How to Ensure Accessibility: Semantic HTML vs ARIA Roles

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What exactly is Semantic HTML and ARIA roles? How do they differ? Moreover, how can one ensure better accessibility using these two elements? These considerations represent critical aspects of web development, particularly when it comes to ensuring accessibility for individuals with disabilities.

Web accessibility remains a significant challenge over the years, with countless websites still inaccessible to many users, including those with disabilities. The World Health Organization (1) estimates that over a billion people worldwide have some form of disability. These individuals often face numerous barriers when interacting with web content, as confirmed by a study published by Elsevier (2). Hence, it is clear that there’s a need for a more user-friendly web environment that guarantees seamless interaction for all, irrespective of physical or cognitive capabilities.

In this article, you will learn about the role of Semantic HTML and ARIA roles in enhancing web accessibility. You will get to understand their functions, the differences, and how to effectively apply these elements in your web development process. The piece will explore practical examples and provide hands-on tips that can be useful to both novice and veteran web developers.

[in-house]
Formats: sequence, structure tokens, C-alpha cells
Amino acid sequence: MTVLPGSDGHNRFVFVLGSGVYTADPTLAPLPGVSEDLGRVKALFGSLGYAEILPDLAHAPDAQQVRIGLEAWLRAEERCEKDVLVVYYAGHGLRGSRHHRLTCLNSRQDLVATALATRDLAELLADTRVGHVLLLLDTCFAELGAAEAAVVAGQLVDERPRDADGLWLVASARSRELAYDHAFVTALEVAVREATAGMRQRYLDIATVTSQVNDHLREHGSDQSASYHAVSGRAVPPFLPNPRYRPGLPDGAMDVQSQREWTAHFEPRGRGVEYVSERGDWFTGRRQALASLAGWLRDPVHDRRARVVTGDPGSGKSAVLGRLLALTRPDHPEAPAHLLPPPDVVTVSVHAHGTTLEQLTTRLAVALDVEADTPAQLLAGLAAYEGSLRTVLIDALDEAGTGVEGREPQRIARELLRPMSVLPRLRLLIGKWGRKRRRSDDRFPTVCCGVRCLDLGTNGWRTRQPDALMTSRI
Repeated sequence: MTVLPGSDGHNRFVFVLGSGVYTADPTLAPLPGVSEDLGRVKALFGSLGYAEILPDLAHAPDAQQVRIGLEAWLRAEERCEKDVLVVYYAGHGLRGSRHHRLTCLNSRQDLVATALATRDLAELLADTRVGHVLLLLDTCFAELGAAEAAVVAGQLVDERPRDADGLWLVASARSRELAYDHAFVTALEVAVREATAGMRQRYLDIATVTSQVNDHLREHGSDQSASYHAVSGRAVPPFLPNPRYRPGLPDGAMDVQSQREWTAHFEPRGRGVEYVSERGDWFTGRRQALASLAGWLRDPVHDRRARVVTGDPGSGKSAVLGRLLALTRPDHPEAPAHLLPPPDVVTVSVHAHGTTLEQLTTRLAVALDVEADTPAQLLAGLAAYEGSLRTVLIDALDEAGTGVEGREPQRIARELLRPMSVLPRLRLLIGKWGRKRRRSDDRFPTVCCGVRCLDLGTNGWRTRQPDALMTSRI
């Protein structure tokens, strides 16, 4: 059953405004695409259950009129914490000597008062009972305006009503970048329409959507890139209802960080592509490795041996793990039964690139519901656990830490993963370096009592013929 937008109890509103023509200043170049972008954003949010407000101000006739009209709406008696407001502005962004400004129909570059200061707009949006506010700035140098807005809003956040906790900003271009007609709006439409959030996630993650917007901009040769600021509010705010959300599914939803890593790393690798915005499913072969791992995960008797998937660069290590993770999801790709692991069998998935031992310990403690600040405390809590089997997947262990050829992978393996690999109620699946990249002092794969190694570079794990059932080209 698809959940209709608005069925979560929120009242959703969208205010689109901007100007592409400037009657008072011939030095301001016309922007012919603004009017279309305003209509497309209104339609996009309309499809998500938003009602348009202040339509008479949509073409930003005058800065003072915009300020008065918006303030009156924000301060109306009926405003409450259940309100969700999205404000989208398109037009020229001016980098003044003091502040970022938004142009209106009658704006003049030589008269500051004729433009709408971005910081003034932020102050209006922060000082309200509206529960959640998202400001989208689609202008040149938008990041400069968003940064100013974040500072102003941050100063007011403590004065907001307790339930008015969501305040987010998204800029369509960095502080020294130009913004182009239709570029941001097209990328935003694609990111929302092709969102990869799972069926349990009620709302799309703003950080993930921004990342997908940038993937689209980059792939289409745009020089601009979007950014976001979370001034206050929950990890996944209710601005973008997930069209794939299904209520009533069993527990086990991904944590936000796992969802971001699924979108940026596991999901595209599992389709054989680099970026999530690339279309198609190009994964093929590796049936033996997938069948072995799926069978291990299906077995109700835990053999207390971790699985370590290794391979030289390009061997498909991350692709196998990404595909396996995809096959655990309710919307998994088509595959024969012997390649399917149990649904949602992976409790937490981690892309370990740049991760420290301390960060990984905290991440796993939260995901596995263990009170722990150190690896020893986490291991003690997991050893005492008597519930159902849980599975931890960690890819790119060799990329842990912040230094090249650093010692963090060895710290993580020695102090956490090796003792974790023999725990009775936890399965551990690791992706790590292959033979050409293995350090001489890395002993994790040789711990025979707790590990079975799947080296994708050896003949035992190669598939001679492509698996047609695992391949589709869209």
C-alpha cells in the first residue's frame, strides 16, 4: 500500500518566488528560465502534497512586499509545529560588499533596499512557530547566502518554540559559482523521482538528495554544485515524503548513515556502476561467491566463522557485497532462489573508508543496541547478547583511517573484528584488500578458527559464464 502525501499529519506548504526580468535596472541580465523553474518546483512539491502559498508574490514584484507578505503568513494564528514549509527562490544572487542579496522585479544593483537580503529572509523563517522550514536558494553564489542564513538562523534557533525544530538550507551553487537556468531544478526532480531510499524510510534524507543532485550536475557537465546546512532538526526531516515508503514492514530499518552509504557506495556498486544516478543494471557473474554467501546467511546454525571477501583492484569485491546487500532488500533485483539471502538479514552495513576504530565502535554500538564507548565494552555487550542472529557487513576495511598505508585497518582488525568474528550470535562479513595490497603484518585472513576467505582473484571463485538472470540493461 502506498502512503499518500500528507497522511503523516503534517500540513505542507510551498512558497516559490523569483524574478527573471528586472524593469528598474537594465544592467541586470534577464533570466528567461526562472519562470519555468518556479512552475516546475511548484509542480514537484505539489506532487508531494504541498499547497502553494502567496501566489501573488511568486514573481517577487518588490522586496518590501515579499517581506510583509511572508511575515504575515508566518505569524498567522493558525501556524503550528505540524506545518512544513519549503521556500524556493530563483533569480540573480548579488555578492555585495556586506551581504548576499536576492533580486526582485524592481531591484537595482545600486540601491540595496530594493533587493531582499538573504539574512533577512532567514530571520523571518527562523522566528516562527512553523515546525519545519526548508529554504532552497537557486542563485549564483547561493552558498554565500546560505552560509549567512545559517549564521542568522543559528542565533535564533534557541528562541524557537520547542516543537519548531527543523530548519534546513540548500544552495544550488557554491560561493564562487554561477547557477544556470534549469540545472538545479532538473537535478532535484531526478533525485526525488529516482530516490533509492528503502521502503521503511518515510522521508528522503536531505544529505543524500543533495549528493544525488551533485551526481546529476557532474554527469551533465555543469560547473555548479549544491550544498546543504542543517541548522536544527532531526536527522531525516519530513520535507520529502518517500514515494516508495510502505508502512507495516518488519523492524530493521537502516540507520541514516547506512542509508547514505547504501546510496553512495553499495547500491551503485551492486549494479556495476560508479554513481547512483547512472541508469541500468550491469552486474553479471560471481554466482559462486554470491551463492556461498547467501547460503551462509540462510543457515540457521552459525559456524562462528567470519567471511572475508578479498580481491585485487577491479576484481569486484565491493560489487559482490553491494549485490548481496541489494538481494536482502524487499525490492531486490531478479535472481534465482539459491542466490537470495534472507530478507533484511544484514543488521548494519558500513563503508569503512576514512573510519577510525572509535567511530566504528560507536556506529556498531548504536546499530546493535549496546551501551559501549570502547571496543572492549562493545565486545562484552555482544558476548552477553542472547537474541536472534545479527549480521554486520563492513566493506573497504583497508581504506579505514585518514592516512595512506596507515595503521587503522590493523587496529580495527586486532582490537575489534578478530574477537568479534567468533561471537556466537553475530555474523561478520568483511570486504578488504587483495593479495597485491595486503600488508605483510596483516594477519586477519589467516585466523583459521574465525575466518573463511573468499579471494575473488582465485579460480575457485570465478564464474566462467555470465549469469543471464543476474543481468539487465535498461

The ultimate goal of this piece is to bridge the gap between web accessibility and disabled users, making the Internet a more inclusive space for everyone. So, stay tuned and let’s unravel the mysteries behind Semantic HTML and ARIA roles.

How to Ensure Accessibility: Semantic HTML vs ARIA Roles

Understanding Essential Definitions: Semantic HTML and ARIA Roles

Semantic HTML: This term refers to the use of HTML language to not only present content on the web but convey its meaning or purpose. By using specific HTML tags, like <header>, <footer>, <article>, we provide information about the structure and meaning of content.

ARIA Roles: ARIA stands for Accessible Rich Internet Applications. It’s a tech specification from the Web Accessibility Initiative (WAI) enabling web content and apps to be more accessible for people with disabilities. ‘Roles’ in ARIA help assistive technologies, like screen readers, understand what each element does, allowing them to communicate this information to users effectively.

Unlocking Web Experience: Deciphering Semantic HTML for Enhanced Accessibility

Delving into Semantic HTML

Semantic HTML helps to structure the content on the site properly; it uses HTML markup to reinforce the semantics, or meaning, of the content of web pages rather than merely to define its presentation or look. Semantic HTML elements include